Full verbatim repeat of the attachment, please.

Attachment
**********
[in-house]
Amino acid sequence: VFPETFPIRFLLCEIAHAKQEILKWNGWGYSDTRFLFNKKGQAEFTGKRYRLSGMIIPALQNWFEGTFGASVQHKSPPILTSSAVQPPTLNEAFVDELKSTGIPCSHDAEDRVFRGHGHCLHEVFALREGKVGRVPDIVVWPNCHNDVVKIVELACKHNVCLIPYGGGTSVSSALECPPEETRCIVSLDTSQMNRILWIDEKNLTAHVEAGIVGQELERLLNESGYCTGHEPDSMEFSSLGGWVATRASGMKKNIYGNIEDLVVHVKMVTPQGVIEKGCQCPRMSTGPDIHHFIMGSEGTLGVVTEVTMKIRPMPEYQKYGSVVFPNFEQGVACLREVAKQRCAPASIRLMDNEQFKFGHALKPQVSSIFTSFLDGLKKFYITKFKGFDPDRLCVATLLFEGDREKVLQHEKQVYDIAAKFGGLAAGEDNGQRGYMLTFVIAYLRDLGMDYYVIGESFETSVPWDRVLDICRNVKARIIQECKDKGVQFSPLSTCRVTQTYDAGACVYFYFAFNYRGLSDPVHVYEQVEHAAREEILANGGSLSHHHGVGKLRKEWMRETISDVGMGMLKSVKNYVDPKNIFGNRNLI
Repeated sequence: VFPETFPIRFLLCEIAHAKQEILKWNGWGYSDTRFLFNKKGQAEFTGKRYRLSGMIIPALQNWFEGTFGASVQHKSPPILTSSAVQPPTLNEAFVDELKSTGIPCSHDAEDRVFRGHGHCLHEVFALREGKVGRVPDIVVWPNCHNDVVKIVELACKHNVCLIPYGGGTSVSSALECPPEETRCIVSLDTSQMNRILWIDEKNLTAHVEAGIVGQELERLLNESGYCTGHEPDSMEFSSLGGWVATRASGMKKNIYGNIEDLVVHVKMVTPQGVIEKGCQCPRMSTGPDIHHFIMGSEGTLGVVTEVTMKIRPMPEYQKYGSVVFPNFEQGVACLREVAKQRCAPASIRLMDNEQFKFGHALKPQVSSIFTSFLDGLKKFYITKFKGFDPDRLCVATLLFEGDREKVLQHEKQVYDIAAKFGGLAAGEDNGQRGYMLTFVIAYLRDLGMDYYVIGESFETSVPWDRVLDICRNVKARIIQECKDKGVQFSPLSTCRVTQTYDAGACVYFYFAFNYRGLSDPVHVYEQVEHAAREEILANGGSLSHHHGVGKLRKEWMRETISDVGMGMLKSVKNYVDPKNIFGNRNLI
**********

[in-house]
Amino acid sequence: VFPETFPIRFLLCEIAHAKQEILKWNGWGYSDTRFLFNKKGQAEFTGKRYRLSGMIIPALQNWFEGTFGASVQHKSPPILTSSAVQPPTLNEAFVDELKSTGIPCSHDAEDRVFRGHGHCLHEVFALREGKVGRVPDIVVWPNCHNDVVKIVELACKHNVCLIPYGGGTSVSSALECPPEETRCIVSLDTSQMNRILWIDEKNLTAHVEAGIVGQELERLLNESGYCTGHEPDSMEFSSLGGWVATRASGMKKNIYGNIEDLVVHVKMVTPQGVIEKGCQCPRMSTGPDIHHFIMGSEGTLGVVTEVTMKIRPMPEYQKYGSVVFPNFEQGVACLREVAKQRCAPASIRLMDNEQFKFGHALKPQVSSIFTSFLDGLKKFYITKFKGFDPDRLCVATLLFEGDREKVLQHEKQVYDIAAKFGGLAAGEDNGQRGYMLTFVIAYLRDLGMDYYVIGESFETSVPWDRVLDICRNVKARIIQECKDKGVQFSPLSTCRVTQTYDAGACVYFYFAFNYRGLSDPVHVYEQVEHAAREEILANGGSLSHHHGVGKLRKEWMRETISDVGMGMLKSVKNYVDPKNIFGNRNLI
Repeated sequence: VFPETFPIRFLLCEIAHAKQEILKWNGWGYSDTRFLFNKKGQAEFTGKRYRLSGMIIPALQNWFEGTFGASVQHKSPPILTSSAVQPPTLNEAFVDELKSTGIPCSHDAEDRVFRGHGHCLHEVFALREGKVGRVPDIVVWPNCHNDVVKIVELACKHNVCLIPYGGGTSVSSALECPPEETRCIVSLDTSQMNRILWIDEKNLTAHVEAGIVGQELERLLNESGYCTGHEPDSMEFSSLGGWVATRASGMKKNIYGNIEDLVVHVKMVTPQGVIEKGCQCPRMSTGPDIHHFIMGSEGTLGVVTEVTMKIRPMPEYQKYGSVVFPNFEQGVACLREVAKQRCAPASIRLMDNEQFKFGHALKPQVSSIFTSFLDGLKKFYITKFKGFDPDRLCVATLLFEGDREKVLQHEKQVYDIAAKFGGLAAGEDNGQRGYMLTFVIAYLRDLGMDYYVIGESFETSVPWDRVLDICRNVKARIIQECKDKGVQFSPLSTCRVTQTYDAGACVYFYFAFNYRGLSDPVHVYEQVEHAAREEILANGGSLSHHHGVGKLRKEWMRETISDVGMGMLKSVKNYVDPKNIFGNRNLI